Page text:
Is it a Good Idea to Relocate a Bat?
Bats are known to be carriers of parasites and disease. Their nocturnal nature also means that they are active and noisy while you’re trying to sleep. It comes as no surprise when people want bats that have moved into their attic removed.
It’s a good idea to get bats out of your home and relocate them elsewhere, just not in the way you might think. Don’t try to catch or trap bats; it’s tricky, harms the bats, and won’t solve the problem. Instead, your best option for bat relocation is to exclude them from your attic and let them find their own way to a new home.
Read on to learn more about the best way to relocate a bat.
Why you shouldn’t trap and relocate bats
When you’re dealing with bats living in your attic, it may seem like the best solution is to trap them and relocate them a reasonable distance away. Unfortunately, it’s not as straightforward or effective as it may seem.
The first problem with trapping bats is that it’s illegal in most states. Even if it wasn’t, their airborne nature means that you can’t just set a cage trap like you would with other wildlife.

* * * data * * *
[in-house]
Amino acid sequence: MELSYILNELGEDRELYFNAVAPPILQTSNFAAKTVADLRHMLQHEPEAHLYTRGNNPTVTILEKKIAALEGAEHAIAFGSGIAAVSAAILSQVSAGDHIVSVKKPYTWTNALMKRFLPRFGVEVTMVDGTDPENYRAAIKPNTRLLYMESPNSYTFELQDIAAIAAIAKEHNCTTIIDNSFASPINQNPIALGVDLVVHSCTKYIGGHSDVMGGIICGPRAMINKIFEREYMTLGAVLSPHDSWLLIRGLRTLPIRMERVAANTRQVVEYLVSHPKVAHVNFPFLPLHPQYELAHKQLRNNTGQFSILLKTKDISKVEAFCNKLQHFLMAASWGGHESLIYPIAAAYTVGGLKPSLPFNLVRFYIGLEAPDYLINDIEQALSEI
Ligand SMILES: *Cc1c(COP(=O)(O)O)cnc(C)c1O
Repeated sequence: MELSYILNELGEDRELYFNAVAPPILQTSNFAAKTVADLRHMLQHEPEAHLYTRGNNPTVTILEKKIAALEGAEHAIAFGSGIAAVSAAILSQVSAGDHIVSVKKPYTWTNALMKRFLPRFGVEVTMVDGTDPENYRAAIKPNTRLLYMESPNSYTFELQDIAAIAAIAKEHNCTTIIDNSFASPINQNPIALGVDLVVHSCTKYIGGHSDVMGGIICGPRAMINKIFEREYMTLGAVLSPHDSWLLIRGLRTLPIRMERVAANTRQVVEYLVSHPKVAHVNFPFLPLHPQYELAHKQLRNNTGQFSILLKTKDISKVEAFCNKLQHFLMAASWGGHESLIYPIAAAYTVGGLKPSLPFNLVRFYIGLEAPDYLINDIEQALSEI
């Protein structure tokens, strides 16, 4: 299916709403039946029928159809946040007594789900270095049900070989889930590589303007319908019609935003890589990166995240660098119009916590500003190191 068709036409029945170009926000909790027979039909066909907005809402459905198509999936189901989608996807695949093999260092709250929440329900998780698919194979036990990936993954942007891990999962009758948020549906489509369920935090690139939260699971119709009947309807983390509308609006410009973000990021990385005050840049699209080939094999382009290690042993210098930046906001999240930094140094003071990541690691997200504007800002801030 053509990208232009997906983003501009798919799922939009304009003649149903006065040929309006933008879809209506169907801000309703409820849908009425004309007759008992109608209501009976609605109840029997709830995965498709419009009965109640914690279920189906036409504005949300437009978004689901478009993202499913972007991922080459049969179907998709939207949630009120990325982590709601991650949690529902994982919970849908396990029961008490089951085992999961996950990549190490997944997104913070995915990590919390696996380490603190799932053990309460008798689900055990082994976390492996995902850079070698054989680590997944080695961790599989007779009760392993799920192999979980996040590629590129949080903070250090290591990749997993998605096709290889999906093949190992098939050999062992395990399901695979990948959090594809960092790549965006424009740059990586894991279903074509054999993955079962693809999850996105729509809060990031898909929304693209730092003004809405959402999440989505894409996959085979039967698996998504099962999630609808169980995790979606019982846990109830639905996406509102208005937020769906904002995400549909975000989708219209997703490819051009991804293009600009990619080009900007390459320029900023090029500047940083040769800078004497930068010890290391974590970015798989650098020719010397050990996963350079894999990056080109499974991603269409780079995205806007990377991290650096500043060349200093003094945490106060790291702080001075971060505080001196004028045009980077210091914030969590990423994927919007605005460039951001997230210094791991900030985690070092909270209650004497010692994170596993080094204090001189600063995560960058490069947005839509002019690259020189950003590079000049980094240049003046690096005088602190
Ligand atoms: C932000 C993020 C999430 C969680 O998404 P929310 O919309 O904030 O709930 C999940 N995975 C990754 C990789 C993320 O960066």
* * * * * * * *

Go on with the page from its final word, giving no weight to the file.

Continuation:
Bats also have brilliant homing instincts that will enable them to find their way back, even if you take them a few hundred miles away.
So how do you legally and successfully relocate bats?
How to relocate bats using exclusion
The best way to relocate bats from your home is to use exclusion. Be mindful that you can’t do this during the maternity months, from mid-April to late August. During this time, it is illegal to use any exclusion or control methods on bats, as there are young that are unable to fly and will be left behind.
To exclude the bats, you’ll first need to work out where the bats are coming in and out. At either dusk or dawn, when the bats are leaving or returning, watch to see where their entry points are. Then use hardware cloth or steel mesh to seal up all other access points and install an exclusion door over their main entrance. Once the bats have left, they won’t be able to get back in. Wait a week or so and physically check the space if you can, to be sure that all the bats have left before sealing up the exclusion door as well.
Once you have sealed the bats out of your attic, they will need to find an alternative place to live. To prevent them from moving into your neighbors’ attic or other undesirable locations, you can provide them with an alternative place to live.
Bat houses provide shelter for the bats so that you can reap the benefits of having neighbors that keep the insect population down without them nesting in your attic or barn. You can either buy or build your own bat house and install it on a pole or tree away from your home, about 15 to 20 feet above the ground.